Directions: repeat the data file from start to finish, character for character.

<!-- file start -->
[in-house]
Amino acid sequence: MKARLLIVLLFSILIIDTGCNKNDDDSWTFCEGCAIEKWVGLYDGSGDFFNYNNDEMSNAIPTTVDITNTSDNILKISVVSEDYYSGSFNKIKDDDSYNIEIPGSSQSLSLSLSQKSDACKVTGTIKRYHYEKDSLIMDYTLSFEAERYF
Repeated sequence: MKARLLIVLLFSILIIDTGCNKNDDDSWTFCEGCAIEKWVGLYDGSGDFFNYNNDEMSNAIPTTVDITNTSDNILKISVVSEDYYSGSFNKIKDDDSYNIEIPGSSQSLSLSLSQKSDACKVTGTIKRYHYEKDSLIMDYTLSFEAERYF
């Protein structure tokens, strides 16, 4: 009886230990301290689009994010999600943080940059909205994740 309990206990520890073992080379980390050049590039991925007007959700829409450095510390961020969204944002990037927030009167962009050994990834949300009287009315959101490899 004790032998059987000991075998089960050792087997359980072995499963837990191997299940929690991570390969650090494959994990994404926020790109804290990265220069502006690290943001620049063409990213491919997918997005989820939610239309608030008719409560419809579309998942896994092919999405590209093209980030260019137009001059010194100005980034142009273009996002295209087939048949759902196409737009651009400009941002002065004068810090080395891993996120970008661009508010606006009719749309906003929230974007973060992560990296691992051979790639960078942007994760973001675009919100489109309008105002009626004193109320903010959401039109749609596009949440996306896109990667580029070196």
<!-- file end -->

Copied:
[in-house]
Amino acid sequence: MKARLLIVLLFSILIIDTGCNKNDDDSWTFCEGCAIEKWVGLYDGSGDFFNYNNDEMSNAIPTTVDITNTSDNILKISVVSEDYYSGSFNKIKDDDSYNIEIPGSSQSLSLSLSQKSDACKVTGTIKRYHYEKDSLIMDYTLSFEAERYF
Repeated sequence: MKARLLIVLLFSILIIDTGCNKNDDDSWTFCEGCAIEKWVGLYDGSGDFFNYNNDEMSNAIPTTVDITNTSDNILKISVVSEDYYSGSFNKIKDDDSYNIEIPGSSQSLSLSLSQKSDACKVTGTIKRYHYEKDSLIMDYTLSFEAERYF
């Protein structure tokens, strides 16, 4: 009886230990301290689009994010999600943080940059909205994740 309990206990520890073992080379980390050049590039991925007007959700829409450095510390961020969204944002990037927030009167962009050994990834949300009287009315959101490899 004790032998059987000991075998089960050792087997359980072995499963837990191997299940929690991570390969650090494959994990994404926020790109804290990265220069502006690290943001620049063409990213491919997918997005989820939610239309608030008719409560419809579309998942896994092919999405590209093209980030260019137009001059010194100005980034142009273009996002295209087939048949759902196409737009651009400009941002002065004068810090080395891993996120970008661009508010606006009719749309906003929230974007973060992560990296691992051979790639960078942007994760973001675009919100489109309008105002009626004193109320903010959401039109749609596009949440996306896109990667580029070196």